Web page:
Collaborations by

Bill Kushner, Tom Savage, Susan Maurer and Merry Fortune

Quarter Horse, 2014

Reviewed by George Spencer


To bring home a book of poetry written by very good contemporary poets and not to know who wrote what because the poems are a co-operative (ad)venture is one of life’s biggest treats. So it is with this wonderful chapbook collection, Here Be Dragons, containing collaborative poems jointly written by Bill Kushner, Tom Savage, Susan Maurer and Merry Fortune. These poets are widely published and are confident enough of their abilities to run the obvious risks of joint ventures. And all four are proven right. There is not a bad line, overwritten or flat, to be found.

This new direction, with the risks and rewards of partial anonymity, shows them riffing off each other and the resulting jazz is alternatively zany, sad, erudite and out there. This is particularly the case with the longest and last poem, a fugue-like piece, with extended progressions of repetition and alteration until the reader is completely surrounded by ghosts, Burmese snow lions, giants, snow caps and explosions, all suggesting a world in flux, dangerous and disquieting but with the possibility of fulfillment through immersion in the quotidian minutiae of life. All with hints of Gertrude Stein.

So who’s who? Is this Bill Kushner?

Take this poem with you always & read it fervently, but don’t do what I do: which is Weep, don’t weep.

Is this Susan Maurer?

A good way To listen to birds is on your stomach, ears close To the earth.

Tom Savage?

Camelot, galloping Camelot, Sir Lancelot rushed to keep up. Make of it what you will And Queen Guinevere does

Merry Fortune?

I lobby words around the object Of a Burmese snow lion Rich with politics of snowcap Free of words smoking to be called A volcano to be melting

To aficionados it will be fun to try to assign lines to the various authors. Nevertheless the poems must work as poems and this they do.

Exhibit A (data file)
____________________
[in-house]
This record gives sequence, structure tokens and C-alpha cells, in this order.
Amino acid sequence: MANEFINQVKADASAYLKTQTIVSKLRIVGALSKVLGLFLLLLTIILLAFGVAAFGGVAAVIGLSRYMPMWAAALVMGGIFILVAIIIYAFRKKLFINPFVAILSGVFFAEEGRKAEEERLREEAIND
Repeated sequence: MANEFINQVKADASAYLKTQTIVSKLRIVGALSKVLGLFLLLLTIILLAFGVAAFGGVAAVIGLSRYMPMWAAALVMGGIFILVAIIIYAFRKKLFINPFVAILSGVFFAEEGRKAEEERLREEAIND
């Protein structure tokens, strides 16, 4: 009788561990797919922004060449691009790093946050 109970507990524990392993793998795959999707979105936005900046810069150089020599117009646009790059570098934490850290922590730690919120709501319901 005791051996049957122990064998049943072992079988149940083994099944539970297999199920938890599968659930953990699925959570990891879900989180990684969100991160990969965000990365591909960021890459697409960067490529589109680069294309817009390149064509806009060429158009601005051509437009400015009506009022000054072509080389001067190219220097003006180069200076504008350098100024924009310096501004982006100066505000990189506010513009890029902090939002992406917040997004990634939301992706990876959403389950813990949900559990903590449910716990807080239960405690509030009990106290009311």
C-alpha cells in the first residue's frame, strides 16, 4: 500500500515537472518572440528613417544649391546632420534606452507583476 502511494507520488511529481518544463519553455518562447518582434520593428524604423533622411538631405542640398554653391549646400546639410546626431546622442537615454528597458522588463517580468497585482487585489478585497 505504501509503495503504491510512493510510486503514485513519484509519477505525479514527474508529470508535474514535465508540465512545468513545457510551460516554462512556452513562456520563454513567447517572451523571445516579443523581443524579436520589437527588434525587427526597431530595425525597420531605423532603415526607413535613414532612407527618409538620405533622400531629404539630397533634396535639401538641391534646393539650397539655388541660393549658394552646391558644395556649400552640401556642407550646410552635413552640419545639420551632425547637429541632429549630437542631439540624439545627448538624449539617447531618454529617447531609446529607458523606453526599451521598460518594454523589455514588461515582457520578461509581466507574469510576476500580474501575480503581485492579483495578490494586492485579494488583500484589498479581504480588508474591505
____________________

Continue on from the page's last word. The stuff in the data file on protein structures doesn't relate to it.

The short poems, under 12 lines, STONE, Pennywhistle, Lemony Snickey, Little Epic, Two Line Poem and Canzonetta, are pared down to the absolute essentials. Of necessity, the words and images performing multiple tasks at the same time. To me the best example is Two Line Poem

The knife carves the warm butter into a rose. The forest eats its young and smiles.

where the knife is both weapon and kitchen utensil and the forest both fecundity and murderer. Of course these are not poems of one interpretation. Readers will find other readings. What is a drippy rose?

There are poems of 14 lines, VERSO, Tom, A Party in Pages, that look suspiciously like the modern sonnet with a faint iambic pentameter and a sometimes turn, or volta somewhere near where it is meant to be. Sir Thomas Wyatt would not be happy, but then he is dead. Postmodern readers will find much to enjoy.

Either Susan Maurer and/or Bill Kushner wrote the following at the end of the first poem in this collection.

She hoped he would not become poetry Divorced from the palace of touch She wanted the salt spray upon him She wanted to have it for lunch.

That self-imposed test, writing from inside the palace of touch, was clearly passed by the four poets. In this day of the glorification of selfies and web sites full of instant poems, the ultimate corruption of First Thought, Best Thought, it is with pleasure that we read here writers who know the words they use intimately because they live with them as friends and enemies and know their etymologies, where they come from. And poets who can write about love and tenderness and their opposites without slipping into a sloppy lyricism, a sinkhole poets on occasion like to wallow in.